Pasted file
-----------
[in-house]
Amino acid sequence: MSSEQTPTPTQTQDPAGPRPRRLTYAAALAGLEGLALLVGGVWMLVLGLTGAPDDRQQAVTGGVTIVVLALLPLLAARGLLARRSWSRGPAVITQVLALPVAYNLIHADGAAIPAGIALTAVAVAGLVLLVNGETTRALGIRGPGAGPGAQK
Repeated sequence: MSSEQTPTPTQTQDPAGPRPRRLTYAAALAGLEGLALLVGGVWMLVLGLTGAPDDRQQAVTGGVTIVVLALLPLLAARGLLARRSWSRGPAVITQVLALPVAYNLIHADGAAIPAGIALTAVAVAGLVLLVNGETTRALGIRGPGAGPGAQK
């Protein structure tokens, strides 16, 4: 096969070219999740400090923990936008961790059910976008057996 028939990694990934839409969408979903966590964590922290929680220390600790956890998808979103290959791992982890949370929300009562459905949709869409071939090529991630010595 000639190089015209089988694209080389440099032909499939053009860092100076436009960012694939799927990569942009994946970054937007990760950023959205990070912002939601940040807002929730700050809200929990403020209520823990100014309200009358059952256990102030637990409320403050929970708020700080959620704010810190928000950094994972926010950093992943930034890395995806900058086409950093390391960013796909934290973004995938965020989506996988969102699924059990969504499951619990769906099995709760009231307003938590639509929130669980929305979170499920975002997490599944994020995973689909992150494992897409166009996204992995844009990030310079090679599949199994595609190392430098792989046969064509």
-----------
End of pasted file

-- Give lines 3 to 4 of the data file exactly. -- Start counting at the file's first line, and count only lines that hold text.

Repeated sequence: MSSEQTPTPTQTQDPAGPRPRRLTYAAALAGLEGLALLVGGVWMLVLGLTGAPDDRQQAVTGGVTIVVLALLPLLAARGLLARRSWSRGPAVITQVLALPVAYNLIHADGAAIPAGIALTAVAVAGLVLLVNGETTRALGIRGPGAGPGAQK
């Protein structure tokens, strides 16, 4: 096969070219999740400090923990936008961790059910976008057996 028939990694990934839409969408979903966590964590922290929680220390600790956890998808979103290959791992982890949370929300009562459905949709869409071939090529991630010595 000639190089015209089988694209080389440099032909499939053009860092100076436009960012694939799927990569942009994946970054937007990760950023959205990070912002939601940040807002929730700050809200929990403020209520823990100014309200009358059952256990102030637990409320403050929970708020700080959620704010810190928000950094994972926010950093992943930034890395995806900058086409950093390391960013796909934290973004995938965020989506996988969102699924059990969504499951619990769906099995709760009231307003938590639509929130669980929305979170499920975002997490599944994020995973689909992150494992897409166009996204992995844009990030310079090679599949199994595609190392430098792989046969064509």